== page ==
It's not all Emma-Jean who makes the book though - her mother, dead father and Vikram, who took the third-floor apartment six months ago and now cooks them all dinner every night - are all lovely. But Colleen is especially so, and her desperate caring about everyone and what they think of her - and her longing to be Super Not-Care Girl, so easy to understand. I liked the fact that Colleen's mother was just a little too undemonstrative to help much when Colleen went to pieces, but clearly caring despite it. And the scene with the parish priest kind of knocked me sideways, because at about that age I was preparing for confirmation and we all had a private meeting with our rector. (A very good guy - seriously - he'd run a service similar to the Samaritans from his house for a while before he was contacted and helped establish the Irish Samaritans branch.) (Yes, of course I'm over-explaining in defensiveness.) Anyway, all I desperately wanted to say to him was what Colleen managed to say to her priest, and I'm sure ours would have been helpful too, but I just couldn't manage to put it into words. I loved that this book valued simple kindness so highly and let Colleen see she wasn't a failure because she'd sometimes not been as nice as she wanted to be. She doesn't become Super Not-Care Girl, but she does become strong enough to stand up to Laura and not go back to caring so much she lets Laura behave any way she wants.
Nice to know there's another Emma-Jean book already out, and hope it's as good as this one. (less)
Not entirely sure how I feel about this still - Brennan seems to make it so damn hard to love in her world, and it was all a bit traumatic, but I'm ho...moreNot entirely sure how I feel about this still - Brennan seems to make it so damn hard to love in her world, and it was all a bit traumatic, but I'm hooked.
Favourite bit of dialogue:
"Lots of people would like to have someone tall, dark, and handsome around to love them sullenly and passionately," Mae said. "I read it in a book."
Jamie looked ill.
"Not me. I would like someone to express their feelings by being very, very nice to me all the time. And making me laugh. And then I would make them laugh too. And - and nobody would kill anybody."
Oh dear again. This sounded as if it should be so wonderful, although as I said to Steepholm last night, the sheer volume of praise alm...moreMy LJ write-up.
Oh dear again. This sounded as if it should be so wonderful, although as I said to Steepholm last night, the sheer volume of praise almost guaranteed my cranktankerous self would have to be different. Seriously, there's almost two full pages of 'quotes from young Spanish readers', all saying either that the book is the best they've ever, ever read or that in fact they didn't like books at all until reading it and now... A life-enhancing experience, as Beccadelarosa calls it, when trying to get me to read a book I'm trying to avoid wimpily .
I was pretty sure it wasn't going to go well when I read "Years later, as he remembered the scene, his family wandering to and fro with their bags while he sat in a corner clutching the watch his father had given him, Max knew that this was the day he left his childhood behind." -- on page 4. On page 6, "Max had once read in one of his father's books that some childhood images become engraved in the mind like photographs, like scenes you can return to again and again and will always remember, no matter how much time goes by", and by the next page he'd understood the meaning of those words on seeing the sea for the first time and promised himself he'd never live somewhere he couldn't "wake every morning to see that same dazzling blue light that rose towards heaven like some magical essence". Then we have two foreshadowings through Max's mother, a blatantly evil cat (adopted by Max's bratty younger sister), a walled garden with stone figures grouped around a malevolently-smiling stone clown, and yeah, I should have been terrified. But it was so portentous I was just bored and irritated. Dr Cain is a nasty villain, but it was hard to care all that much about whether or not he did manage to sucker any more fools into making a bargain with him or get back in the life-stealing game, on the whole.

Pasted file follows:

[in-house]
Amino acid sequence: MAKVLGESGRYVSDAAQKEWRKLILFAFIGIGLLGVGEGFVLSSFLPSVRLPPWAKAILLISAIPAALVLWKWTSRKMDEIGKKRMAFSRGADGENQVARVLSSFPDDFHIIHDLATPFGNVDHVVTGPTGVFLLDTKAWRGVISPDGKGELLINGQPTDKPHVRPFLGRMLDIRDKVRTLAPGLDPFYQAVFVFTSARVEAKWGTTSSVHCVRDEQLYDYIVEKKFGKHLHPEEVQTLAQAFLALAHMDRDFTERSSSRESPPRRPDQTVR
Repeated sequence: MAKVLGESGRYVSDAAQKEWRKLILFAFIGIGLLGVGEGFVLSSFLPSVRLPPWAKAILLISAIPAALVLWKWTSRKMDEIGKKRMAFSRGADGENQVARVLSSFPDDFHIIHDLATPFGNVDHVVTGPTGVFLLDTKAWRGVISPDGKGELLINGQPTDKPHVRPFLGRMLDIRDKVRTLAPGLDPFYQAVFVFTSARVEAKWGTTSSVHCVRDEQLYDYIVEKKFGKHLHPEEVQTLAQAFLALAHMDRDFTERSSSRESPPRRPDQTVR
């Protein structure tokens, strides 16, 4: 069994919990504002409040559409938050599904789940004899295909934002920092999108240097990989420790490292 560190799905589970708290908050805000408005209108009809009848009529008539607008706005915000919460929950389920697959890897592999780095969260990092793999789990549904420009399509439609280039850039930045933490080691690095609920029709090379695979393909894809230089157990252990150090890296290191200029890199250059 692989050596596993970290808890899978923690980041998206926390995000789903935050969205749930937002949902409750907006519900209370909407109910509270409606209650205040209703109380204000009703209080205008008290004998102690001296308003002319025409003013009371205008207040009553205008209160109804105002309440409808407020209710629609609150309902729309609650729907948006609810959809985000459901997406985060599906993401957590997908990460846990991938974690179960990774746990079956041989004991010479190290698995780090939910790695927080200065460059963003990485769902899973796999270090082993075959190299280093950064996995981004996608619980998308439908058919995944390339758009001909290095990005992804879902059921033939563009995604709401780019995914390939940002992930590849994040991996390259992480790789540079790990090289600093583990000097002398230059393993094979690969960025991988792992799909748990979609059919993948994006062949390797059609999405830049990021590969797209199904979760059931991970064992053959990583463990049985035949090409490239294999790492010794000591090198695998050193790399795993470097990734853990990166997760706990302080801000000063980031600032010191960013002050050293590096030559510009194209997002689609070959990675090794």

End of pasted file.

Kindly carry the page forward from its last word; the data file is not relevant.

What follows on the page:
Another real problem I had with the book is that all this foreshadowing stuff seemed to filter any atmosphere the book might have into its spoooookiness, and if that didn't work for you, you kept wondering, as I did, where exactly the book was supposed to have been set. It's 1943, during the war (oh yeah, and the war is used for HEAVY foreshadowing too - doom approaches), and yet when the father insists the family leave 'the city' for this unnamed sea-side town, there isn't the least sign in the world of any effect of the war at all, aside from the Doom. No food shortages, no indication that there were any of those, or soldiers or bombing in the city they'd supposedly fled, and yet the town to which they move sounds more like a British seaside town than a Spanish one - maybe with better bakeries than the British ones might have had in '43 even without the war. Max even thinks of the war "that was being fought so close and yet so far from that beach", which-- well, I'm sorry, but I just think that's pretentious claptrap.